Since dozens of women accused Harvey Weinstein of sexual abuse last fall, movie lovers have been debating whether it’s possible to continue to appreciate works by directors facing similar allegations. Earlier this year, readers were forced to start grappling with the same issue when bestselling authors Sherman Alexie, Jay Asher, and James Dashner were accused of sexual misconduct.
Asher has vigorously denied the allegations, and Alexie released a statement in which he apologized for his past conduct while denying some of the allegations against him. Dashner had much the same approach as Alexie, issuing a statement indicating that, upon reflection, he realized he may be “part of the problem.” He added, “I didn’t fully understand boundaries and power dynamics.”
To get a sense of how readers have reacted to the news of accusations against the three men, PW examined unit sales of a selection their books, using data from NPD BookScan, to see if any trends have developed since the accusations. What emerged was not a clear picture: with a couple of exceptions, books by the three authors did not see significant sales declines, but interest in their books seems to have cooled. The hardest-hit author appears to be Alexie: sales for two of his most important books have steadily declined. Dashner—who was dropped by his agent, and whose publisher, Penguin Random House, said it will not publish new titles—has seen sales of his books cool right after the accusations were made public, but they have started climbing back toward more normal levels. Sales of Asher’s Thirteen Reasons Why rose immediately after the allegations were made public, but they have cooled some in recent weeks.
Dashner’s bestselling books are those in his Maze Runner series. We picked three titles to examine: the first and third books of the series (The Maze Runner and The Death Cure, both of which had strong sales in 2017) as well as the boxed set of all Maze Runner titles. All three titles saw declines in sales between February 19 and March 18, after the accusations were made public, compared to the four weeks prior. The biggest drop was in sales of the boxed set, which also had the fewest sales of the three books (as well as the highest price tag: $50).
The movie based on The Death Cure was released January 26. The book enjoyed a small sales bump prior to the film’s release, and sales even saw a slight increase after the news of the accusations against Dashner broke in the week of February 16. But sales for the month following the allegations were 19% lower than in the month before. Sales have since settled into about the same weekly numbers that the book sold at for much of 2017.
The Maze Runner also had sales gains ahead of the movie release, but sales for the week after word of the accusations against Dashner spread fell 12% compared to the prior week, and for the month they were off by 25% compared to the prior month. As with sales of Death Cure, however, in April, The Maze Runner had sales similar to those of April 2017. Since it dropped Dashner, PRH has stopped actively promoting his titles.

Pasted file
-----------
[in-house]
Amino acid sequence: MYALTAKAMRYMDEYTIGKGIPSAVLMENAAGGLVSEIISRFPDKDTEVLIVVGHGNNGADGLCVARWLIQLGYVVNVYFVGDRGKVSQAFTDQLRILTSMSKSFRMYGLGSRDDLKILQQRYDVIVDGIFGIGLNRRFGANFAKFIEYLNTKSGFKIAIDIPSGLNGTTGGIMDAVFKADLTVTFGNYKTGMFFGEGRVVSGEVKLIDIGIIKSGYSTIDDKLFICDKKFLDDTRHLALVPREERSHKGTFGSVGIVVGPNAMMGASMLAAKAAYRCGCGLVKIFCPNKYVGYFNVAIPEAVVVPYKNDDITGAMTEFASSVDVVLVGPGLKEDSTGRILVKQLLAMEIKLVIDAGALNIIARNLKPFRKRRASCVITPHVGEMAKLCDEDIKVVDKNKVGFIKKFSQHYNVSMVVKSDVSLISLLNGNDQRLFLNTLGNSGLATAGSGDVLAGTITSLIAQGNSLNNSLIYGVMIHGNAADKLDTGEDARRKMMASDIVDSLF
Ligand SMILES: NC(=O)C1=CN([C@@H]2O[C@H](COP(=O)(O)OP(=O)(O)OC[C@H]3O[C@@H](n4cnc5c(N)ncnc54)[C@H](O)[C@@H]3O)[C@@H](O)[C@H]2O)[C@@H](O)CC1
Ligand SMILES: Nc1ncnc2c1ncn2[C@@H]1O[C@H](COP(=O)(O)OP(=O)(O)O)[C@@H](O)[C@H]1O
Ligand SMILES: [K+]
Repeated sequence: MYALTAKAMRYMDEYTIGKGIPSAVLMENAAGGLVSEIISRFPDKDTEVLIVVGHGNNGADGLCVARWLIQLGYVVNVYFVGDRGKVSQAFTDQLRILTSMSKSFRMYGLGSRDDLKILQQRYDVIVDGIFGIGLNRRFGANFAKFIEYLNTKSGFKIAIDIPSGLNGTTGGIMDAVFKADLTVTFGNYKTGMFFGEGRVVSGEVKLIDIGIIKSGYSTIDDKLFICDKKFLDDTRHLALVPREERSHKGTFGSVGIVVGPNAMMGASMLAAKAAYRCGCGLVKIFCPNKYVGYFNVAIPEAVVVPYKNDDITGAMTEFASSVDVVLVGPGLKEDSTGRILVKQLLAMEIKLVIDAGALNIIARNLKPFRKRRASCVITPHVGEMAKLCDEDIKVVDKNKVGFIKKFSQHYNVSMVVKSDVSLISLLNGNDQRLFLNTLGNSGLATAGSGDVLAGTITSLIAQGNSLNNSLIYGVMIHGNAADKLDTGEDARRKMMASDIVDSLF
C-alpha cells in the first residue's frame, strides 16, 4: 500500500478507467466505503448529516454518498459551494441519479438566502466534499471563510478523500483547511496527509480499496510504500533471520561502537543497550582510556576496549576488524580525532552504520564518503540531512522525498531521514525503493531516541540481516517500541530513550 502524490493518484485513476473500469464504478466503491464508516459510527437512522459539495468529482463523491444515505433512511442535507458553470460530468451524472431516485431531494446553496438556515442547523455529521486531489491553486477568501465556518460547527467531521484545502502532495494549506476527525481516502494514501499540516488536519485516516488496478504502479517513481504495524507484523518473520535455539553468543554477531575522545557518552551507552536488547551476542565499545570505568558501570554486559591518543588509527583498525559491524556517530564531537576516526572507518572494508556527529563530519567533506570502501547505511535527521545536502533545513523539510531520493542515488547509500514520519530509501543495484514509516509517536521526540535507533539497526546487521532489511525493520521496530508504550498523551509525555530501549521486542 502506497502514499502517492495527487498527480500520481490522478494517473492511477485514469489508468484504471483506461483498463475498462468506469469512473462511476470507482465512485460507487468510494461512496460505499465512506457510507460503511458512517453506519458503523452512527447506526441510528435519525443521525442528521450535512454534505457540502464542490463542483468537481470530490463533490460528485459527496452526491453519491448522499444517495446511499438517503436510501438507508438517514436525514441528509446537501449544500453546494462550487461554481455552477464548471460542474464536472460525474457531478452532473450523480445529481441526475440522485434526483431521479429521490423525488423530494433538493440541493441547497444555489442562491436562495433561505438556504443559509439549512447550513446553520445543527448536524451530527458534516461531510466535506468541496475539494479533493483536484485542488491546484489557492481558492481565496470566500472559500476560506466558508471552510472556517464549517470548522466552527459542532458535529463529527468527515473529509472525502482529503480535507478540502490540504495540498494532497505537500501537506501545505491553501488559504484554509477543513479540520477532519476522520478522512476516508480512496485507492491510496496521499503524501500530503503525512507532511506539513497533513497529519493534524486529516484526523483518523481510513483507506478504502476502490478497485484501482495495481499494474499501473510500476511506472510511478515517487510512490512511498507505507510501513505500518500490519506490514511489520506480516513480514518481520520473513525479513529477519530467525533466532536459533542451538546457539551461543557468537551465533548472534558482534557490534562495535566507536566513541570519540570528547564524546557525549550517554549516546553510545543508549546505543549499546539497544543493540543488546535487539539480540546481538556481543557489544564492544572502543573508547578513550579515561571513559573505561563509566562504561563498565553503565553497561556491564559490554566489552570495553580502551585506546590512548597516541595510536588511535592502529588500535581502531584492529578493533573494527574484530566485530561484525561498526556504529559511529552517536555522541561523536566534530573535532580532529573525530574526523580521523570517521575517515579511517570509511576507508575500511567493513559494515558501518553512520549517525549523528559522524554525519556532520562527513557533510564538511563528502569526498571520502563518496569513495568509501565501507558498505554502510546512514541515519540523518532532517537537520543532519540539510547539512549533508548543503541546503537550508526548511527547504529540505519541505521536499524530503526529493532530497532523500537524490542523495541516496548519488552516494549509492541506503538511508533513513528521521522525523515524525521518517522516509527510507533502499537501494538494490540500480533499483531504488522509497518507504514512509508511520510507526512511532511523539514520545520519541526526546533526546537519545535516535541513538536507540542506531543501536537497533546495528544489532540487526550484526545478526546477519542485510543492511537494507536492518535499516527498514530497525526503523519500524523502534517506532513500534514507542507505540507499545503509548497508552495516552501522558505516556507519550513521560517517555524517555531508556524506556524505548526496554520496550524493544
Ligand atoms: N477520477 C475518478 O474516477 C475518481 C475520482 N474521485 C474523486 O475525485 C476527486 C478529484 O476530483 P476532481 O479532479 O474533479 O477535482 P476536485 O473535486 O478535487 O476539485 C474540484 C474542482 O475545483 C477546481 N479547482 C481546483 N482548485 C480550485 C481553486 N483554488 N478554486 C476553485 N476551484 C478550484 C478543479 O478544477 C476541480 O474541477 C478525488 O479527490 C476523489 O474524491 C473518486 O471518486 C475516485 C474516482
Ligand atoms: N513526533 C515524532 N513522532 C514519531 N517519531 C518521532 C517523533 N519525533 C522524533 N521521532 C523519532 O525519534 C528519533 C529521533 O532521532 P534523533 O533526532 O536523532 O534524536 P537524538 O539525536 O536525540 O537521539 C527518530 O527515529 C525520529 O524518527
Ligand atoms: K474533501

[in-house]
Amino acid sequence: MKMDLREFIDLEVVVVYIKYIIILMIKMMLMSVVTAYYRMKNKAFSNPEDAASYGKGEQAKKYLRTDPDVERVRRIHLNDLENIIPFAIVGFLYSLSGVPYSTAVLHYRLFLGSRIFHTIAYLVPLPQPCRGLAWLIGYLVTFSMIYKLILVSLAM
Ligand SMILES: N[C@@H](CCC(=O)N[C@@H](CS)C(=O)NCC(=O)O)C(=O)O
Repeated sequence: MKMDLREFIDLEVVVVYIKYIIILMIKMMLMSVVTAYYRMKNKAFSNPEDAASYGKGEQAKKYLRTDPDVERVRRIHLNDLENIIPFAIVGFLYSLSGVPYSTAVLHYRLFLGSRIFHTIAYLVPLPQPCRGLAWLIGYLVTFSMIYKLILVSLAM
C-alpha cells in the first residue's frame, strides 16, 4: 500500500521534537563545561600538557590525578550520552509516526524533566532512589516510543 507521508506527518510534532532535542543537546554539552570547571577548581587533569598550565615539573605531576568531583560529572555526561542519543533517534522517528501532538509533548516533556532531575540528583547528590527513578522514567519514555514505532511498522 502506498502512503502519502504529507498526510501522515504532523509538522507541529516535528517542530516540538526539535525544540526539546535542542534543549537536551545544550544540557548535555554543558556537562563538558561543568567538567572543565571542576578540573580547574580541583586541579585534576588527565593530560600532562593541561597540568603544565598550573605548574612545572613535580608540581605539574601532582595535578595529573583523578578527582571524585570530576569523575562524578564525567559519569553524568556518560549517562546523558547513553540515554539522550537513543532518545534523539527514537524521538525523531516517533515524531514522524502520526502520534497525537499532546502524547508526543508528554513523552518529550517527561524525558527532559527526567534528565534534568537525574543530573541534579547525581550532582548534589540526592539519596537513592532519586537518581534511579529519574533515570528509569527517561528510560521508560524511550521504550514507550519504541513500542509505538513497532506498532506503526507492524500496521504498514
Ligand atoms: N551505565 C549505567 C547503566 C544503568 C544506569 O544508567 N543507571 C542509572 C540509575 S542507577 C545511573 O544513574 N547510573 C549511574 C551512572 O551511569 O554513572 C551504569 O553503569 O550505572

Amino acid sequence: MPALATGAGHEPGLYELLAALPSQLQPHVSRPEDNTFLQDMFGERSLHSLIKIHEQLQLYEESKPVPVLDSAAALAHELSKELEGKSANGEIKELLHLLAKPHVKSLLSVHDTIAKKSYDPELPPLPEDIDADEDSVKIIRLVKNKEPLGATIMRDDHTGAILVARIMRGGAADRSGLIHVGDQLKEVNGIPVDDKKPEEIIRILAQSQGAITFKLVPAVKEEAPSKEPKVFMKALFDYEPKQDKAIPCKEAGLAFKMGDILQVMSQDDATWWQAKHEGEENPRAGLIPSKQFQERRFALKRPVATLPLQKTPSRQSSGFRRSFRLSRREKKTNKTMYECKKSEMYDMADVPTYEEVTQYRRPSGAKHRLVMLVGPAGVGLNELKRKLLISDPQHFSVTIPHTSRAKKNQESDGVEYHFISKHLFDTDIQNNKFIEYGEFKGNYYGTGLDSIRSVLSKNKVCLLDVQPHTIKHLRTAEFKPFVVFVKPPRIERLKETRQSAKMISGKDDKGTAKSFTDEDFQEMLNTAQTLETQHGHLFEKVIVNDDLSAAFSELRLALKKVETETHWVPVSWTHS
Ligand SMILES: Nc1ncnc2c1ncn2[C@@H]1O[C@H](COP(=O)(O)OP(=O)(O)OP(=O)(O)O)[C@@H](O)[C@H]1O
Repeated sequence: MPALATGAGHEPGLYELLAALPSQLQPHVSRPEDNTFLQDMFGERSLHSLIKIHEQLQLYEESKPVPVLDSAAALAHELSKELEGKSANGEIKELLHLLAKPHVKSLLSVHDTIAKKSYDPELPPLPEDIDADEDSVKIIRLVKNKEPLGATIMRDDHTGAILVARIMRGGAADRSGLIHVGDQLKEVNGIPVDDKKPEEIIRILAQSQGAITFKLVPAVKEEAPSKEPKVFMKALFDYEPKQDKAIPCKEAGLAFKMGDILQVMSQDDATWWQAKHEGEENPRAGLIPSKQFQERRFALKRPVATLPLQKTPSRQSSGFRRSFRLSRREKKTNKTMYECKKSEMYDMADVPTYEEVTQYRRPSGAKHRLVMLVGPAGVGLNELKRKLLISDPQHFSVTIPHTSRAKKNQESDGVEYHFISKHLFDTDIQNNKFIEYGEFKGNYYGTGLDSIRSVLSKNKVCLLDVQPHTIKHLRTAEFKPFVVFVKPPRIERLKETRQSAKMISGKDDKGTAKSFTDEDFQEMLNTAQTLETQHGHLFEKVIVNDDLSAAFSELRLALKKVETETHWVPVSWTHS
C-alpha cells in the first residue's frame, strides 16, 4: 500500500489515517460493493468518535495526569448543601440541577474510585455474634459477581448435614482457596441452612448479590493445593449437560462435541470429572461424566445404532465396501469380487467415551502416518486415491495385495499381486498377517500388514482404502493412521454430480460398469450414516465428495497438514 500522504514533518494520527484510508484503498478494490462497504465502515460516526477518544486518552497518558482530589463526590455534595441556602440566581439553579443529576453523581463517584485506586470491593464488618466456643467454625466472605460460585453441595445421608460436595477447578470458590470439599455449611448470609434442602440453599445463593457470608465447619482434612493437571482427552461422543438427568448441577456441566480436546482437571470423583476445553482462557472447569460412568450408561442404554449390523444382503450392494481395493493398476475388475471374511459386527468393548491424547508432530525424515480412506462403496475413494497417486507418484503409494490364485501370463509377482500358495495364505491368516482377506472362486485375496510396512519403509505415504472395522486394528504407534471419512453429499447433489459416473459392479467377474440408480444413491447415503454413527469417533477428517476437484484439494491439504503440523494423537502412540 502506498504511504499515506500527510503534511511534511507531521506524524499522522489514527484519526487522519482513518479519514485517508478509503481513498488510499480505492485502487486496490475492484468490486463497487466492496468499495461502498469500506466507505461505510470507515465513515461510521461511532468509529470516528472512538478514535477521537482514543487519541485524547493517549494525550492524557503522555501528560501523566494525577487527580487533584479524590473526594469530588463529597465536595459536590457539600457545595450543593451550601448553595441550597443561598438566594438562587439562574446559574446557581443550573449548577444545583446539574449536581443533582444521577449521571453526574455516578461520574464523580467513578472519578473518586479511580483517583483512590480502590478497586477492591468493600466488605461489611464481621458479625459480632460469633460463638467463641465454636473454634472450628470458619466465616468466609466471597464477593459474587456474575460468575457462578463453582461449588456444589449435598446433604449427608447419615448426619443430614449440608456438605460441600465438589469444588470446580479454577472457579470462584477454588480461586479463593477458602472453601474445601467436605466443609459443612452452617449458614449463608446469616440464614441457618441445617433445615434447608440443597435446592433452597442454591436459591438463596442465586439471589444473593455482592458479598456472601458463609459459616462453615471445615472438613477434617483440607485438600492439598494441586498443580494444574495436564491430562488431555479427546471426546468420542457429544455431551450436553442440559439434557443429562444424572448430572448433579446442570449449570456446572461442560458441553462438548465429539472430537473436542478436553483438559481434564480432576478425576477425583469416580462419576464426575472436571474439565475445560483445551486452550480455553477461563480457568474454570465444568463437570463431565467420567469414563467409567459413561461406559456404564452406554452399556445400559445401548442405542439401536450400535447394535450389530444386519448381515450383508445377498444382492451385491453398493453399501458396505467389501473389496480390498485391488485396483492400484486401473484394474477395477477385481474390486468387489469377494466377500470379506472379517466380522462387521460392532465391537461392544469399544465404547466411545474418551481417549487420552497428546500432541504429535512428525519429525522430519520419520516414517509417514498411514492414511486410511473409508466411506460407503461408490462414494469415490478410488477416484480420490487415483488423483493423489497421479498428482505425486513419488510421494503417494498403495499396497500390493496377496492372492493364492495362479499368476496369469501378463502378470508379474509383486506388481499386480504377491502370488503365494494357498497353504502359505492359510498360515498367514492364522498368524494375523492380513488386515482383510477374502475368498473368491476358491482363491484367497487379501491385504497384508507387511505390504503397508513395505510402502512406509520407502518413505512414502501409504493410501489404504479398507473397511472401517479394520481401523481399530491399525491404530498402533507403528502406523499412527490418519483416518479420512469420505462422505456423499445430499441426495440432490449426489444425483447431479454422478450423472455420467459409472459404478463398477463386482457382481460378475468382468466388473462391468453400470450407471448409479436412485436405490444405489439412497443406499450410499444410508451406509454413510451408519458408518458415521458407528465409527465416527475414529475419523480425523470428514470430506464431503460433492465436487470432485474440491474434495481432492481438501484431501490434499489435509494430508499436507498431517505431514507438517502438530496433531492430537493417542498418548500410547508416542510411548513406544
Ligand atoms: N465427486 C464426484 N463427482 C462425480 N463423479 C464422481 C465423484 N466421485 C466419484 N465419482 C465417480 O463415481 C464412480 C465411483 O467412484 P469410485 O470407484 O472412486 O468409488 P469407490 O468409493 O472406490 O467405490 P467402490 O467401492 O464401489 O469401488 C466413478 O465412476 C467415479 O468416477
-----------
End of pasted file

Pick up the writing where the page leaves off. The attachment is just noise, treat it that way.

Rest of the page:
Sherman Alexie’s most popular book, The Absolutely True Diary of a Part-Time Indian, saw a modest 7% decline in sales in the month following NPR’s March 5 story on the allegations leveled against him compared to the month prior. Unlike sales of the standalone Dashner books, however, sales of Indian continued to soften in April and were down 39% in the first three weeks of April compared to the same period a year ago. Sales of Alexie’s memoir, You Don’t Have to Say You Love Me, took a big hit from the negative publicity, dropping 59% in the month after the NPR story compared to the month prior, and sales have since continued to tank. The memoir was at the center of a controversy when, on February 11 (before the NPR piece ran, but after rumors had already begun to circulate about alleged misconduct by Alexie), the ALA named the book the winner of its Andrew Carnegie Medal for Excellence in Nonfiction. After the story broke, ALA said Alexie told it he would not accept the award and asked his publisher, Little, Brown, to delay the release of the trade paperback. While there is still no date for publishing the paperback, Little, Brown is reprinting other Alexie titles as needed.
Asher’s Thirteen Reasons Why, buoyed by a Netflix series released in March 2017, was one of the bestselling books of 2017. Sales of the book rose 7% between February 19 and March 18, the four weeks after the allegations were made, compared to the four weeks prior. The sales pattern since then has been harder to characterize. Unit sales hit 1,000 in the week ended April 1 (Easter week), the highest total since the beginning of 2018. Last week, the book sold 727 copies, its third-lowest total this year. In April 2017, Asher and Thirteen Reasons Why were flying high as the Netflix series’ release led to sales of about 150,000 copies of the original book, while a series tie-in, 13 Reasons Why, sold another 80,000 copies that month.
The sexual misconduct allegations against Alexie, Asher, and Dashner appear to have tempered interest in their books, at least in the short term. What the accusations will mean for their long-term success, however, remains to be seen.
Sales of Selected Titles by Authors Who Have Been Accused of Sexual Misconduct
|Release Date||2017 Unit Sales||One Month Before Accusations||One Month After Accusations||Change|
|The Death Cure (Maze Runner, Book 3)||June 2013||31,868||3,605||2,930||-19 %|
|The Maze Runner (Maze Runner, Book 1)||Aug. 2010||69,685||8,144||6,062||-25%|
|The Maze Runner Boxed Set||Aug. 2017||7,006||2,115||941||-55%|
|The Absolutely True Diary of a Part-Time Indian||Apr. 2009||126,541||5,177||4,809||-7%|
|You Don’t Have to Say You Love Me||June 2017||56,401||1,496||615||-59%|
|Thirteen Reasons Why||June 2011||357,794||2,911||3,119||7%|